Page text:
Florida Holocaust Museum in conjunction with University of South Florida Tampa Library and Holocaust & Genocide Studies Center
Atrocities, Belarus, Crimes against humanity, Genocide, Holocaust, 1939-1945, Poland, Turlo, George J., World War, 1939-1945
Oral history interview with Holocaust witness George Turlo. Turlo was born in Vilnius in 1934 to a Catholic family. His father was a judge in Domachevo, a town in present-day Belarus with a mostly Jewish population. In 1939, after his father was arrested by the Soviets, the family fled to Slonim, Belarus, where they stayed for the next two years. His father was arrested again and they had no further contact with him until 1946. Turlo watched the liquidation of Slonim's ghetto in 1942 and, while trying to help a Jewish boy, was captured by the SS. He and several Jews were taken to a grave, where the Nazis made them kneel and started to shoot. Turlo fell underneath several bodies and was not injured. After climbing out of the grave, he spent several weeks hiding in the woods, eventually making his way to Bialystok where his grandmother lived. Turlo then went to Warsaw, where he was a messenger boy during the Warsaw Uprising and where he witnessed the Warsaw ghetto liquidation in 1943. After the war, Turlo became an architect and immigrated to the United States in 1966.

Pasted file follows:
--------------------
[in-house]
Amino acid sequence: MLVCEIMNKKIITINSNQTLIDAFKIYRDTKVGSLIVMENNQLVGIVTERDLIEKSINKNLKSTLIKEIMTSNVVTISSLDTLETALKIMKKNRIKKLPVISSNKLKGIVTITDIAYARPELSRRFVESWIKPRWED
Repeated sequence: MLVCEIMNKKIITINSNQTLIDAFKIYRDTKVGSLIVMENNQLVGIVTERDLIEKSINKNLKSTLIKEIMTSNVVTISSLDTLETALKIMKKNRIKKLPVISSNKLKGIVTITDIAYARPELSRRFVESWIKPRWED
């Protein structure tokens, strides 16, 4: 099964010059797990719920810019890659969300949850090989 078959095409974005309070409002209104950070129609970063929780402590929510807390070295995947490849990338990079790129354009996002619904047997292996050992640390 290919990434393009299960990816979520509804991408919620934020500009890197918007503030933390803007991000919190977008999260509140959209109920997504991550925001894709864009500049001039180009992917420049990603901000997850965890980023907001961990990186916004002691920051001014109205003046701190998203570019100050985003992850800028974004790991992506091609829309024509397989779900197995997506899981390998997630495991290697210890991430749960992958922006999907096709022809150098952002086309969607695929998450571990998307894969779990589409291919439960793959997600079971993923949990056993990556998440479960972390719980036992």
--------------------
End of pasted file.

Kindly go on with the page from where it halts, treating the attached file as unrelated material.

1 sound file (117 min.) : digital, MP3 file + 1 transcript (21 p.)
Scholar Commons Citation
Turlo, George J. (Interviewee) and Lockler, Tori Chambers (Interviewer), "George Turlo oral history interview by Tori Lockler, November 30, 2010" (2010). Holocaust & Genocide Studies Center Oral Histories. Paper 186.